Does It Ever Feel Just Plain Wrong/Bad to You to Slow Down From Fixing Problems, Pushing Work Out, Collecting Or Making Sales?

Applying my 30+ years of experience of analyzing and optimizing 100’s of businesses and running my own for 10 years, Travis and I were able arrive at a solid decision within 30 days based upon factual tested information. 

“If I had an hour to solve a problem I'd spend 55 minutes thinking about the problem and five minutes thinking about solutions.” - Albert Einstein

How Travis Got to the Decision

Travis has been running his grandfather’s shed business for coming up on two years now. Last Spring, his 72 year old sales rep at one of their two sales lots was having health issues. And it wasn’t the first time there had been conversations about possibly shutting down the location at some point. December 2019 Travis and I created a brand new online sales channel. Where no online sales existed previously, they were doing as much online as either of the 2 sales lots for a much lower cost. 

I had shared with Travis that I had been working with a firm called KristiJane (www.kristijane.com) that was relatively costly for a small business (<$10million/<50 employees.) Their current rates START at $5,000/month and that does not include Google Ad management or spending, or social media. We had talked previously about how those numbers worked for our business American Landscape Structures. Our conversion rate from visitors to quote requests tripled allowing us to generate the leads we needed while reducing our advertising expense. We’re getting a 5x return on investment and have not yet launched the new website which will generate even MORE traffic and leads.www.AmericanLandscapeStructures.com

It didn’t seem right at the time how that would work for them. For one thing they were having a tough time already at that time with sales outpacing production. They wouldn’t need more leads until they worked out their staffing problem. This I refer to as “Knowing Your Current Focal Point.,” At the point of this initial conversation, Travis needed to be focusing on increasing production. Putting his FOCUS on sales would just generate more backlog - and no more profit because could only get paid on what they could actually complete. 

So here’s the thing. Travis and I knew the numbers. I had a bit of catching up to do with the re-engagement but was familiar with his operation. We had set up two years ago a WEEKLY tracking system which I had been monitoring.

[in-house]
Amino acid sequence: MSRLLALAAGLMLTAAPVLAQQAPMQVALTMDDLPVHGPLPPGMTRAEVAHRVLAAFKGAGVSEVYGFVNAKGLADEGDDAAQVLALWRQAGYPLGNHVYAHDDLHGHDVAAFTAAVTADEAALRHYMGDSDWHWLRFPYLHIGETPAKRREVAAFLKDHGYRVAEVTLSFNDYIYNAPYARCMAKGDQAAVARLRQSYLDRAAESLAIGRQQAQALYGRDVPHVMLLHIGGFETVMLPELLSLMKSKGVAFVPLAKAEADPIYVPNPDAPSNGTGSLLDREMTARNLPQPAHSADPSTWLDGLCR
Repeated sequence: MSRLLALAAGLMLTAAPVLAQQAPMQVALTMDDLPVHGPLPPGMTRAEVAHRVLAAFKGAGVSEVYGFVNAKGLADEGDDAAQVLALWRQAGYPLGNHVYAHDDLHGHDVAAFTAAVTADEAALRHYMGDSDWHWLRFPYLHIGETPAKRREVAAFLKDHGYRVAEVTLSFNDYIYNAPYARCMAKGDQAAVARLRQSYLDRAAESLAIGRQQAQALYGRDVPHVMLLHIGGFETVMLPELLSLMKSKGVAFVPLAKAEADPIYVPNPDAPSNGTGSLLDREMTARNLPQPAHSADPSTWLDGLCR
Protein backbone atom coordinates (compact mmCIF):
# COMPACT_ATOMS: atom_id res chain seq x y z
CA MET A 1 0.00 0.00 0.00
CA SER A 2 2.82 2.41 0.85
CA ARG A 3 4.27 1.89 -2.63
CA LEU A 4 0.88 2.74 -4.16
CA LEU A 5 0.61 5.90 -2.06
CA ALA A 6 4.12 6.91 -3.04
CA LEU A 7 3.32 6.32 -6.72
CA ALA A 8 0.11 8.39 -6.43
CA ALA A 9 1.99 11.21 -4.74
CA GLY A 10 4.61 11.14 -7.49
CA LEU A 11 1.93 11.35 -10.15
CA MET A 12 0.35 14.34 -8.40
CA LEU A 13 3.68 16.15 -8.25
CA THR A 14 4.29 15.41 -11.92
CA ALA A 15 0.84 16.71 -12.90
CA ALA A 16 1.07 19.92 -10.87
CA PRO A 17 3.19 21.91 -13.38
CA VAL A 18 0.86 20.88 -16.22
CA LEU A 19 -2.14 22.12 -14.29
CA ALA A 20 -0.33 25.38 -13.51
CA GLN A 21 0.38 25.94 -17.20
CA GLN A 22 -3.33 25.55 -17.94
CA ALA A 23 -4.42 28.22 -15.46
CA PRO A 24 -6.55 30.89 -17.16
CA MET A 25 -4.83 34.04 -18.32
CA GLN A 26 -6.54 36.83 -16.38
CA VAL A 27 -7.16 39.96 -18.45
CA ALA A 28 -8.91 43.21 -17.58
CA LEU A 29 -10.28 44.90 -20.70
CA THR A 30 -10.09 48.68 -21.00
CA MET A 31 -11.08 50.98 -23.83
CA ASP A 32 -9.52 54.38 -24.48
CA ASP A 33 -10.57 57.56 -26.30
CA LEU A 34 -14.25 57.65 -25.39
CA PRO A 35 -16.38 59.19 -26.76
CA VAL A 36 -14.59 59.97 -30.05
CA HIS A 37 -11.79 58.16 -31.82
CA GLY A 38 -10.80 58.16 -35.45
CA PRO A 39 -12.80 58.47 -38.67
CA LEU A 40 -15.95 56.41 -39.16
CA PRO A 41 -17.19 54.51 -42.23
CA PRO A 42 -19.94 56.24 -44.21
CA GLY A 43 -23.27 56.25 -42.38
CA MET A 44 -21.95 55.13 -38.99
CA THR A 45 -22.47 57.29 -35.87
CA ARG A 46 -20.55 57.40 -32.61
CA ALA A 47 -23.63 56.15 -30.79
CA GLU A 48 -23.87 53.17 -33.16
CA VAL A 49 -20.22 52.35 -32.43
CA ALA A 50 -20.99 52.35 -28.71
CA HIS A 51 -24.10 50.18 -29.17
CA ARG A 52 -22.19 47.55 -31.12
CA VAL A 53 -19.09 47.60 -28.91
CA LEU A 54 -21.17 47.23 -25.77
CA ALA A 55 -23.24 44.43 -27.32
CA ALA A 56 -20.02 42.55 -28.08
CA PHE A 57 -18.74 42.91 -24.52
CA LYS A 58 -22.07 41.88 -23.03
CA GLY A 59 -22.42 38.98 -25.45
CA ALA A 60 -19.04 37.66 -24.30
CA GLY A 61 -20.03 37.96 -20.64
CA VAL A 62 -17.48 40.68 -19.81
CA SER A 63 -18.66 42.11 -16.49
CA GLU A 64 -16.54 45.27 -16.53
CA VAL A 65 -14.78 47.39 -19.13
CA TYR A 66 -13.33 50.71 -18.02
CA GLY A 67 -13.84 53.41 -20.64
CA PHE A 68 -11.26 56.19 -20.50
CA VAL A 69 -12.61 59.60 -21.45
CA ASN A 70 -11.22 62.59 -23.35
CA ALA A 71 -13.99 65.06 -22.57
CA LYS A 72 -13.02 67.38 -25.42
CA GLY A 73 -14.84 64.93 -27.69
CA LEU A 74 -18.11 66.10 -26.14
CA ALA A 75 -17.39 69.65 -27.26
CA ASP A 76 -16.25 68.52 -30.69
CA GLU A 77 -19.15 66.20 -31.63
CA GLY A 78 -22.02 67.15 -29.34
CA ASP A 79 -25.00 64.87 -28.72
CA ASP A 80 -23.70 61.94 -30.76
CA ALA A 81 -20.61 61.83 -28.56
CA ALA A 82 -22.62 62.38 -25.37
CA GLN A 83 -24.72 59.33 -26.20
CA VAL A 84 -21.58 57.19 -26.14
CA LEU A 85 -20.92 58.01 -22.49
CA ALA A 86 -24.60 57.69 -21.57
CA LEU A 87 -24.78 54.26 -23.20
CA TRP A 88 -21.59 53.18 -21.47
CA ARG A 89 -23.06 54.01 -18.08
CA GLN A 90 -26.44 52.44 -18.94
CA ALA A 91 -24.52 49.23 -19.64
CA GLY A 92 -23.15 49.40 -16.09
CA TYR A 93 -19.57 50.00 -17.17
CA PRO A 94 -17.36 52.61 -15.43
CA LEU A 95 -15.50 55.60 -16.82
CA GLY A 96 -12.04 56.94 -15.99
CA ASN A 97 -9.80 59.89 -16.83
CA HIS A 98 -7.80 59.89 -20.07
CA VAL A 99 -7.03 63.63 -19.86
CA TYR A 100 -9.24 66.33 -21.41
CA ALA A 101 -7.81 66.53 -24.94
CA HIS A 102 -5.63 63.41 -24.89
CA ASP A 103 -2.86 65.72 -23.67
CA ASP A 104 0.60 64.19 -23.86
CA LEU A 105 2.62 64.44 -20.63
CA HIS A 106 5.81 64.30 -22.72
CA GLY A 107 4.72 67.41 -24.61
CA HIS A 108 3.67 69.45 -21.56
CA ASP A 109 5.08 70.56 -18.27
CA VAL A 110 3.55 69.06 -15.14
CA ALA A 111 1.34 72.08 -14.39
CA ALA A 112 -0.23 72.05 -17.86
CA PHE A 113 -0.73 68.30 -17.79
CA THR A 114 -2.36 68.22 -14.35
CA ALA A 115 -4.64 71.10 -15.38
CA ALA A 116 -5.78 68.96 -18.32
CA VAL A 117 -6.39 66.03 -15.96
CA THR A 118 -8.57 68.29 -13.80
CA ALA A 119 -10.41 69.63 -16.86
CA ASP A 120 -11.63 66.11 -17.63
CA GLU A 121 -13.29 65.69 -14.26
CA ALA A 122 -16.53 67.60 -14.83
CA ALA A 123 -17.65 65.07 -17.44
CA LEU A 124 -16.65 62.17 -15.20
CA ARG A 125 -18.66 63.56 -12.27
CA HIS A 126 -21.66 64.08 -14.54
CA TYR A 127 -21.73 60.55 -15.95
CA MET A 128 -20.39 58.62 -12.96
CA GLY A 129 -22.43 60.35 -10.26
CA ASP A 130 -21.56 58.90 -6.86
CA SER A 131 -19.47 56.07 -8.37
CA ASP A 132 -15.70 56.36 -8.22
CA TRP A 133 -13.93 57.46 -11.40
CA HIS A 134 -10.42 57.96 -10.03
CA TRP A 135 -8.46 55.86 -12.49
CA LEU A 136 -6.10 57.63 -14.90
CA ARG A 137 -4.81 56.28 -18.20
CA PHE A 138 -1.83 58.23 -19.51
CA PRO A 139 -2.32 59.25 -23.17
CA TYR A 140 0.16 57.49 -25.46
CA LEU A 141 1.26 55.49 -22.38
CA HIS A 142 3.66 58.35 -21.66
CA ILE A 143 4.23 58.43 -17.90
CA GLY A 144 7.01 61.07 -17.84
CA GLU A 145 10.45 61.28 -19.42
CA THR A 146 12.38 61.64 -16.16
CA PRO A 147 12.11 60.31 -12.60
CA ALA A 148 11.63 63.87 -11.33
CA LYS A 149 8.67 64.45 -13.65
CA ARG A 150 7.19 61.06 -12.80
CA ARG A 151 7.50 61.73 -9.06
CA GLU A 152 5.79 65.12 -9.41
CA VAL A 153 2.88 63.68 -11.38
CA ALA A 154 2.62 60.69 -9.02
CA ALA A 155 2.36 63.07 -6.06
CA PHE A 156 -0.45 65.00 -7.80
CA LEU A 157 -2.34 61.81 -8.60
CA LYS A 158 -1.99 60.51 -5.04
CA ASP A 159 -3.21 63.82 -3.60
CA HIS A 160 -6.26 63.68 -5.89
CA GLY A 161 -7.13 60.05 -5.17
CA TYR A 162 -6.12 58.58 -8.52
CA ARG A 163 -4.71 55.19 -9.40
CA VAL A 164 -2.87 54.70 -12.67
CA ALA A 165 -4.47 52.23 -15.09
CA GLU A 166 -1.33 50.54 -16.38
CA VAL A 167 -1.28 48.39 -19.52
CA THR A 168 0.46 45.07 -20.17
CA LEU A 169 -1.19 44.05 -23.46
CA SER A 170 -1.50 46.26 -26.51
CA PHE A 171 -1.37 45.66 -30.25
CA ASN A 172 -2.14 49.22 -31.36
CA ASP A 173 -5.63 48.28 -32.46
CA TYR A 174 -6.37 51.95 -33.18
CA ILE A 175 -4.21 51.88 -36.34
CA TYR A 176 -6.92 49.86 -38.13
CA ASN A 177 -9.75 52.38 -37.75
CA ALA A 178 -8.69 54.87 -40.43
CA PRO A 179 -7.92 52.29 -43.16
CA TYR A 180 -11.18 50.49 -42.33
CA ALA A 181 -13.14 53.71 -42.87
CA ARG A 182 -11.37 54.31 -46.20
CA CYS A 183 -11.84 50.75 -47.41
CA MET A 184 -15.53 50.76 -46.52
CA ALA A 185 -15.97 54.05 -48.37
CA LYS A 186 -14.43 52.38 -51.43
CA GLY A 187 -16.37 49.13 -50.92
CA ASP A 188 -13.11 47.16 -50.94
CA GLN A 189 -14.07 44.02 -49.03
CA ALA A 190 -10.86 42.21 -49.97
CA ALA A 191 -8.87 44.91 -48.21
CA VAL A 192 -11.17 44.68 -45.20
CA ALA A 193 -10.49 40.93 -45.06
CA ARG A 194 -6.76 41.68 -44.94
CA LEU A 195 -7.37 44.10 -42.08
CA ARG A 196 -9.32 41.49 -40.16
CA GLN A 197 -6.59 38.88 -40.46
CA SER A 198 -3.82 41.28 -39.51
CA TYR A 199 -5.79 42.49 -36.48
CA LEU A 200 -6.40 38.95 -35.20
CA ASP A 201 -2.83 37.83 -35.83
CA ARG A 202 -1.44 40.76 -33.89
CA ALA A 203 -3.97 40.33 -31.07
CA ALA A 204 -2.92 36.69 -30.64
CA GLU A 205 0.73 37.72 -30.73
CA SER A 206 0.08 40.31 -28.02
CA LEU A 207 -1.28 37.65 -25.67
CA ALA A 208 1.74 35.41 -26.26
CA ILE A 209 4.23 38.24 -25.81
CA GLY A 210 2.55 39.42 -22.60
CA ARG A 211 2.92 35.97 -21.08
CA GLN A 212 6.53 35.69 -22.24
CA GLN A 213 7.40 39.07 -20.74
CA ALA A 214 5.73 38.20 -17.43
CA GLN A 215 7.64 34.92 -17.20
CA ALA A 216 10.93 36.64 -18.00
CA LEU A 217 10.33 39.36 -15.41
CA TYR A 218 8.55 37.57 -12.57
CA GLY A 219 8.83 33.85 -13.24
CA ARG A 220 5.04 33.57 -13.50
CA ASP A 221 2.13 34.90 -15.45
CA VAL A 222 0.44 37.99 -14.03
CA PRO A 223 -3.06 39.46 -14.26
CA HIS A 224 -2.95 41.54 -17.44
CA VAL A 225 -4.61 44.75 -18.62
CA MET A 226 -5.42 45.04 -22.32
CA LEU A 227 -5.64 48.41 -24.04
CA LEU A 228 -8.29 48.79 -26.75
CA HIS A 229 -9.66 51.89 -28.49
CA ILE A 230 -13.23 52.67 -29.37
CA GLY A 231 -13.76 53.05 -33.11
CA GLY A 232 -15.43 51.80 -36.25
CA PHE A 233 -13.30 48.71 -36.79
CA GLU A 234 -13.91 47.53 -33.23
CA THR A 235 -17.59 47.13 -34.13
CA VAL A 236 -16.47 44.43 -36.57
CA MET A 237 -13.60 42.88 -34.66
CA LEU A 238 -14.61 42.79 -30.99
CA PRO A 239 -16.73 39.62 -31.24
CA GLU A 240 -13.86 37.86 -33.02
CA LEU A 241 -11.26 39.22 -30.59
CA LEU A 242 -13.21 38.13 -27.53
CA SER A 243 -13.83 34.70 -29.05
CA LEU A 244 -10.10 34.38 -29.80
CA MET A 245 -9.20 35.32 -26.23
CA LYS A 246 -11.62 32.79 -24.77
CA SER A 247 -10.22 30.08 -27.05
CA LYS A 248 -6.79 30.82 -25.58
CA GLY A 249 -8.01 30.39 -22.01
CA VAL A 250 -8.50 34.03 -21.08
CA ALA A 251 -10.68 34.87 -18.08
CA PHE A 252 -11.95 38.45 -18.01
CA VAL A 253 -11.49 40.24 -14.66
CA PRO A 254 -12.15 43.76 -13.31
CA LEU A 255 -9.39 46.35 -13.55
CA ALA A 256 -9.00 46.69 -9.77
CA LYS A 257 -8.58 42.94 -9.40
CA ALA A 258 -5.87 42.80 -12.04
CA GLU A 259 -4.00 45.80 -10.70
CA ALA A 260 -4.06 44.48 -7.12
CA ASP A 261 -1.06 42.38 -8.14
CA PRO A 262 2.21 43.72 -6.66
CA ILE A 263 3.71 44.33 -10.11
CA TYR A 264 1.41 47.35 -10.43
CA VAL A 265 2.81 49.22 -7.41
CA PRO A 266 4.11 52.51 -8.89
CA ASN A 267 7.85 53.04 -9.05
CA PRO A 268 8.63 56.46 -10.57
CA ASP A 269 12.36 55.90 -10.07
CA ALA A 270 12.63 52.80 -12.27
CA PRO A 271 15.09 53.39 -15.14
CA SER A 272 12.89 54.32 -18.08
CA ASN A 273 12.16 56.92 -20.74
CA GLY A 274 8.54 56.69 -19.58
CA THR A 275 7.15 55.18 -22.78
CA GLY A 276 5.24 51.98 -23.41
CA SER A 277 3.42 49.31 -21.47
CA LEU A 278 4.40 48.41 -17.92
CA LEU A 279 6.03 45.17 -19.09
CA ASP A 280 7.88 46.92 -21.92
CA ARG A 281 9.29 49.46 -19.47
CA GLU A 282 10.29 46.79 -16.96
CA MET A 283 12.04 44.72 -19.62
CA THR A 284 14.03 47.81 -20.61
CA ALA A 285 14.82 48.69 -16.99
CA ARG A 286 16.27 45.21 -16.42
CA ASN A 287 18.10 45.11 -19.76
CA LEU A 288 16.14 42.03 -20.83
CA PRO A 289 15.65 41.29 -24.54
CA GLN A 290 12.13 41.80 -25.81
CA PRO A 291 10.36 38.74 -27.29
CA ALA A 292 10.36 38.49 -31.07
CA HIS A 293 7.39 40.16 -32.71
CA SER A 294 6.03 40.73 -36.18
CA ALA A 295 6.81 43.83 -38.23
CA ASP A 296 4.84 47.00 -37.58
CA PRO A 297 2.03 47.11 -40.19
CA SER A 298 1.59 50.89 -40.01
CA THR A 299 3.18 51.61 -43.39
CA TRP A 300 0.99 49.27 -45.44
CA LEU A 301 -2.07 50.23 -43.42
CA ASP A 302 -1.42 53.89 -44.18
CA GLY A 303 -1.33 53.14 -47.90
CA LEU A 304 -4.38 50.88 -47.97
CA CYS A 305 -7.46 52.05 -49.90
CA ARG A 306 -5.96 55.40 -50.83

• We knew his weekly production and what he was doing to improve.
  • Cash was not a constraint so they could handle the growth without causing problems there. 
  • Travis knew how much profit they made average on each shed. 
  • We knew his sales backlog trend (which was dropping.)
  • We knew how many site visitors were converting into leads. 
  • We knew how many online leads they were getting each week and the conversion rate to sales on those leads.
  • We could figure out how many sales we would need to shut down the location.
  • We worked up the savings of shutting down the physical location (which would continue on and on, not just one time.)
  • Therefore we knew how many new leads we would need to justify shutting down the physical location. (60/week from 20.) 

Six Steps That Will Help You As a Business Owner 

Make Better Big Decisions and Take Massive Action

  • Knowing YOUR Numbers! (Check your gut.)
  • Finding a way to make some space in your schedule to THINK and work ON your business.
  • Having  thinking partners that know YOU and your business from multiple perspectives - Sales, Operations, Finance, Human Resources, Organization. 
  • Knowing your Current Focal Point (CFP). (See offer on main page.)
  • Knowing what TYPE business owner you are - a Gunslinger (like me) a Mechanic, or a Goalie. (Next chapter.) 
  • Knowing what STAGE business you’re in. (Coming soon.)

Over the next 60 days we followed the process and achieved the milestone as shown in Travis email early in the chapter. There are enough leads to hire another rep. Once the rep is up and running, we have the option of closing down the physical location.